The struggle of getting rid of squatters

Posted at 11:26 PM, Jul 12, 2017
and last updated 2017-07-13 08:39:34-04

CHARLOTTE COUNTY, Fla. -- Graffiti is scribbled on the walls throughout one Punta Gorda home, and most of the furniture was stolen by squatters. 

Lucila Gale says she's spent close to $3,000 to evict the squatters who had been living in her home for over three months. 

At one point, she believes there were as many as five people in the home. "They have destroyed everything," said Gale. "look at this!" said Gale as she pointed to the debris on her patio. 

The home next to her's was also seized by squatters; they don't pay for rent or utilities. 

A man who recently lived on Gale's street says squatters took over his old home shortly after it was sold. "Not just using [it] but wrecking, They stole a washer and dryer out of my old house,' said the man who asked not to be identified. 

Despite the fact they're squatting, to get rid of them the homeowners have to go through the courts which could cost thousands.

Fort Myers attorney Shirlarian Williams is currently working on a squatter case where squatters caused over $40,000 in damages.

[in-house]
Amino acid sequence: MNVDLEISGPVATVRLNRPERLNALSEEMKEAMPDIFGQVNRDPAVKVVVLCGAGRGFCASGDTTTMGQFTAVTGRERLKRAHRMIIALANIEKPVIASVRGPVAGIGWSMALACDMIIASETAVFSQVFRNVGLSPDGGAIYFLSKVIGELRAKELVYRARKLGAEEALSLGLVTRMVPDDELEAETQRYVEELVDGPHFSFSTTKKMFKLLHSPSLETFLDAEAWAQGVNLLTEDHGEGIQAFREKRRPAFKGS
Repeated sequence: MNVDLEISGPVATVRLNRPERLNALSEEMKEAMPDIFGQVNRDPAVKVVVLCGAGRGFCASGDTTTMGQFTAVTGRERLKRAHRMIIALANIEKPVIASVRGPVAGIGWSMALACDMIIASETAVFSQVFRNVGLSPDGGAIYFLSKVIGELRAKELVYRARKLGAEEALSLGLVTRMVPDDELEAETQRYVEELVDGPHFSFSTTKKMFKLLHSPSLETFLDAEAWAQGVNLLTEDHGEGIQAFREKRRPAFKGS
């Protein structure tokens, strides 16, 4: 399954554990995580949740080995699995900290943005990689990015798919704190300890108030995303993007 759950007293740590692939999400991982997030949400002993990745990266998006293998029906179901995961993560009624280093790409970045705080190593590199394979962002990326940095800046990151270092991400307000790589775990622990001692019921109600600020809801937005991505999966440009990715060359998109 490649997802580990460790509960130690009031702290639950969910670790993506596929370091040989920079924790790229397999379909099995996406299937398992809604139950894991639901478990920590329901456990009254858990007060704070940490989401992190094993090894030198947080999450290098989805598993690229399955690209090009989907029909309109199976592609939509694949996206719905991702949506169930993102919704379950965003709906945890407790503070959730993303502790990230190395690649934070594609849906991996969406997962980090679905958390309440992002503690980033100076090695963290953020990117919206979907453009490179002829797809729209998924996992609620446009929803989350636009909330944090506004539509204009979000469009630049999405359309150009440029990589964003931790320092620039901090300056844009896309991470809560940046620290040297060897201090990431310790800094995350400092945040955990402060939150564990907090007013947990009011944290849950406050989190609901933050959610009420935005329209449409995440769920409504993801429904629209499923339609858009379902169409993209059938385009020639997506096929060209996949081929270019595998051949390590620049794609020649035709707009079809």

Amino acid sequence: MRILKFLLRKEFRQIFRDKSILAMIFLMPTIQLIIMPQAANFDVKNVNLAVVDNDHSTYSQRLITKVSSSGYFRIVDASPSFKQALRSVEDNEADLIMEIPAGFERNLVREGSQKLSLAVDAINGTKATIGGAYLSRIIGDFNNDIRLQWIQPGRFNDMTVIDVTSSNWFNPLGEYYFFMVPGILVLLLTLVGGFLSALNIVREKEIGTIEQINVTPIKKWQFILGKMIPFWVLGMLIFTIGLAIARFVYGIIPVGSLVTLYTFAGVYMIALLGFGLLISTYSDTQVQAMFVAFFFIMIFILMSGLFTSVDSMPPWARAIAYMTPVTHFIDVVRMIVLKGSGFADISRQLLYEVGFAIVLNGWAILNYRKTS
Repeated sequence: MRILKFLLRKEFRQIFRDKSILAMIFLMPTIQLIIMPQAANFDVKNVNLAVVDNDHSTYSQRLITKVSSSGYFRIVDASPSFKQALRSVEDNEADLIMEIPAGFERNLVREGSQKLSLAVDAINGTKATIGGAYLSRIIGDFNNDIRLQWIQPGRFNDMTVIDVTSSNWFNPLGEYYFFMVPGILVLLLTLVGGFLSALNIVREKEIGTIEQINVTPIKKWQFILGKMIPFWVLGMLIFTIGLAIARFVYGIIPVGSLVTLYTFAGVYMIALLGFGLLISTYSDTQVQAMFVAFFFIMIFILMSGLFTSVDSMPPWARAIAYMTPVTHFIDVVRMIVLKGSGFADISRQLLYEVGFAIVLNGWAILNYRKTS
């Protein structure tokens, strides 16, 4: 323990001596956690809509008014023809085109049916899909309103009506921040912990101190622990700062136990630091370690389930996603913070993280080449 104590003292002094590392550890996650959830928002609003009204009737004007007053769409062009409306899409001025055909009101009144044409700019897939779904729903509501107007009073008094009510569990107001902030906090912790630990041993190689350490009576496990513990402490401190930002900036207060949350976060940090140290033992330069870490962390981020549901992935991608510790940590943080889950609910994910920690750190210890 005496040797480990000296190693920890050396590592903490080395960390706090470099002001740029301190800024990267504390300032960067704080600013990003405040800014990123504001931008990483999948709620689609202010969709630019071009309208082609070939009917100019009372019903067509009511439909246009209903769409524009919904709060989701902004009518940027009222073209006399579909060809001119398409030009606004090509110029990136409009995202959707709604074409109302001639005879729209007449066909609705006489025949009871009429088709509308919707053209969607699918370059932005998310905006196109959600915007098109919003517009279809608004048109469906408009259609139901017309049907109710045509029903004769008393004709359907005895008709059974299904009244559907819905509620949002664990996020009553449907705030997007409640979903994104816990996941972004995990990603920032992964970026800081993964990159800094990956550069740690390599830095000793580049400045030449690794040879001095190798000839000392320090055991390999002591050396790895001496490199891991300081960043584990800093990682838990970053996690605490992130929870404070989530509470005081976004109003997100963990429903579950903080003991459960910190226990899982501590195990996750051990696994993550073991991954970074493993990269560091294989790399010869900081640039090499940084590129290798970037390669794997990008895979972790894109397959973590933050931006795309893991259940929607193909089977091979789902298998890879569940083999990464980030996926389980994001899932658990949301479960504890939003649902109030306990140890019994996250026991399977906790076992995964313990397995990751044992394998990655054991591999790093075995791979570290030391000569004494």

"They completely destroyed the home," said Williams, managing partner, Law Firm of Shirlarian N. Williams. "They had to remove several broken windows; they had to replace the a/c unit."

Williams says the homeowner will likely incur those losses because squatters have little to no assets to go after in court. 

"It is scary, so any agreements that you have should definitely be in writing," said Williams. 

 Removing a squatter who has never had a lease is easier. Homeowners can file a complaint for an unlawful detainer. 

"[Squatters] have five days to file an answer. If they don't file an answer within the five days then you can move for the final hearing," said Williams.

However, if there was a lease, the homeowner must file a formal eviction which takes much longer and can be more costly. 

Williams isn't connected to Gale's case, but she warns residents to be careful, even if it's a friend you invite to stay at your home.

"Unfortunately it's something that I'm seeing more and more of nowadays is people destroying homes and landlords having to come in and exert their rights," said Williams.